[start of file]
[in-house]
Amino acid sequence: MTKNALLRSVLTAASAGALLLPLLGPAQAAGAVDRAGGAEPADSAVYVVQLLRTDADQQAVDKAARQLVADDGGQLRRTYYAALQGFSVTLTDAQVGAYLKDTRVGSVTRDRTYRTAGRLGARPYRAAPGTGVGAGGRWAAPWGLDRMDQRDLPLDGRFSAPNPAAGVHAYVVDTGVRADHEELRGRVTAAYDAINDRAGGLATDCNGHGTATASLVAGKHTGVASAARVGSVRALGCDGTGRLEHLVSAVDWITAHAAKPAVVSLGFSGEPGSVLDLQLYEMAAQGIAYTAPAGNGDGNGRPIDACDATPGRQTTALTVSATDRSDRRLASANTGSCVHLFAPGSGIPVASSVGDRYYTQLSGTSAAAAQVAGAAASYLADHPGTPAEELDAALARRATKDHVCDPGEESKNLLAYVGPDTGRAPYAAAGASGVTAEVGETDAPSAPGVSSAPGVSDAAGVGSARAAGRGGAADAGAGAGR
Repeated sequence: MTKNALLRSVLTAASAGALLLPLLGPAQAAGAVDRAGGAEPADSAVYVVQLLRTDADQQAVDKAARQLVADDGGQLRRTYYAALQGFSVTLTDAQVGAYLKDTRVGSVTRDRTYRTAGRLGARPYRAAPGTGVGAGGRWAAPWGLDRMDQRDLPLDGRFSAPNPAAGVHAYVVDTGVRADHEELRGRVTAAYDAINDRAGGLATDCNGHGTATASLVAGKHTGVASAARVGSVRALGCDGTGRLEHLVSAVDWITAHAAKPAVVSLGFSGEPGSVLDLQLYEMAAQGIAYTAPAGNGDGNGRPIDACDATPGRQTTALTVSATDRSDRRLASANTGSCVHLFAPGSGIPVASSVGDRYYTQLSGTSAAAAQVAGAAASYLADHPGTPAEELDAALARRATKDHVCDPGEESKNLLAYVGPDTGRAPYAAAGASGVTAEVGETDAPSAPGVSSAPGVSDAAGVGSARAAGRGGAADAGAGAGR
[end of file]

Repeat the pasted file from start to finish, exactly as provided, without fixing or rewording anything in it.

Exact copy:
[in-house]
Amino acid sequence: MTKNALLRSVLTAASAGALLLPLLGPAQAAGAVDRAGGAEPADSAVYVVQLLRTDADQQAVDKAARQLVADDGGQLRRTYYAALQGFSVTLTDAQVGAYLKDTRVGSVTRDRTYRTAGRLGARPYRAAPGTGVGAGGRWAAPWGLDRMDQRDLPLDGRFSAPNPAAGVHAYVVDTGVRADHEELRGRVTAAYDAINDRAGGLATDCNGHGTATASLVAGKHTGVASAARVGSVRALGCDGTGRLEHLVSAVDWITAHAAKPAVVSLGFSGEPGSVLDLQLYEMAAQGIAYTAPAGNGDGNGRPIDACDATPGRQTTALTVSATDRSDRRLASANTGSCVHLFAPGSGIPVASSVGDRYYTQLSGTSAAAAQVAGAAASYLADHPGTPAEELDAALARRATKDHVCDPGEESKNLLAYVGPDTGRAPYAAAGASGVTAEVGETDAPSAPGVSSAPGVSDAAGVGSARAAGRGGAADAGAGAGR
Repeated sequence: MTKNALLRSVLTAASAGALLLPLLGPAQAAGAVDRAGGAEPADSAVYVVQLLRTDADQQAVDKAARQLVADDGGQLRRTYYAALQGFSVTLTDAQVGAYLKDTRVGSVTRDRTYRTAGRLGARPYRAAPGTGVGAGGRWAAPWGLDRMDQRDLPLDGRFSAPNPAAGVHAYVVDTGVRADHEELRGRVTAAYDAINDRAGGLATDCNGHGTATASLVAGKHTGVASAARVGSVRALGCDGTGRLEHLVSAVDWITAHAAKPAVVSLGFSGEPGSVLDLQLYEMAAQGIAYTAPAGNGDGNGRPIDACDATPGRQTTALTVSATDRSDRRLASANTGSCVHLFAPGSGIPVASSVGDRYYTQLSGTSAAAAQVAGAAASYLADHPGTPAEELDAALARRATKDHVCDPGEESKNLLAYVGPDTGRAPYAAAGASGVTAEVGETDAPSAPGVSSAPGVSDAAGVGSARAAGRGGAADAGAGAGR